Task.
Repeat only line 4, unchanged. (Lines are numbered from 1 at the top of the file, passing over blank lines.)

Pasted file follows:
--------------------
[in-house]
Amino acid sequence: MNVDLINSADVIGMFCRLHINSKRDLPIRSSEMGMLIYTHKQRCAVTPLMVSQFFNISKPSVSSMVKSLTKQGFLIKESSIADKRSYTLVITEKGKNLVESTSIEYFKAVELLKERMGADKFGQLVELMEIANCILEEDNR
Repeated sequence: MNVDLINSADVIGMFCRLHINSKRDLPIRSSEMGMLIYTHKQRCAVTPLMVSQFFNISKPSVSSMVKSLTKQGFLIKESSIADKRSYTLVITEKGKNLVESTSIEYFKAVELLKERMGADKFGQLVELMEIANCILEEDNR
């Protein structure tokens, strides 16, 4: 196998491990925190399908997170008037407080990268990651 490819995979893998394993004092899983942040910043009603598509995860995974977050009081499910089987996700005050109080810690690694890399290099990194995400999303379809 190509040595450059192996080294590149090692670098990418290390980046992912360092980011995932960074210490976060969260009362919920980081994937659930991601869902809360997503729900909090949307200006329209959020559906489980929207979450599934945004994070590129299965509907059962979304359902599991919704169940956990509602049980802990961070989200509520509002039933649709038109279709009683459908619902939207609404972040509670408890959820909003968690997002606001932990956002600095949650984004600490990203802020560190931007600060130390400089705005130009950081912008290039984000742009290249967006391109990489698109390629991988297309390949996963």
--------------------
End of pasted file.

């Protein structure tokens, strides 16, 4: 196998491990925190399908997170008037407080990268990651 490819995979893998394993004092899983942040910043009603598509995860995974977050009081499910089987996700005050109080810690690694890399290099990194995400999303379809 190509040595450059192996080294590149090692670098990418290390980046992912360092980011995932960074210490976060969260009362919920980081994937659930991601869902809360997503729900909090949307200006329209959020559906489980929207979450599934945004994070590129299965509907059962979304359902599991919704169940956990509602049980802990961070989200509520509002039933649709038109279709009683459908619902939207609404972040509670408890959820909003968690997002606001932990956002600095949650984004600490990203802020560190931007600060130390400089705005130009950081912008290039984000742009290249967006391109990489698109390629991988297309390949996963």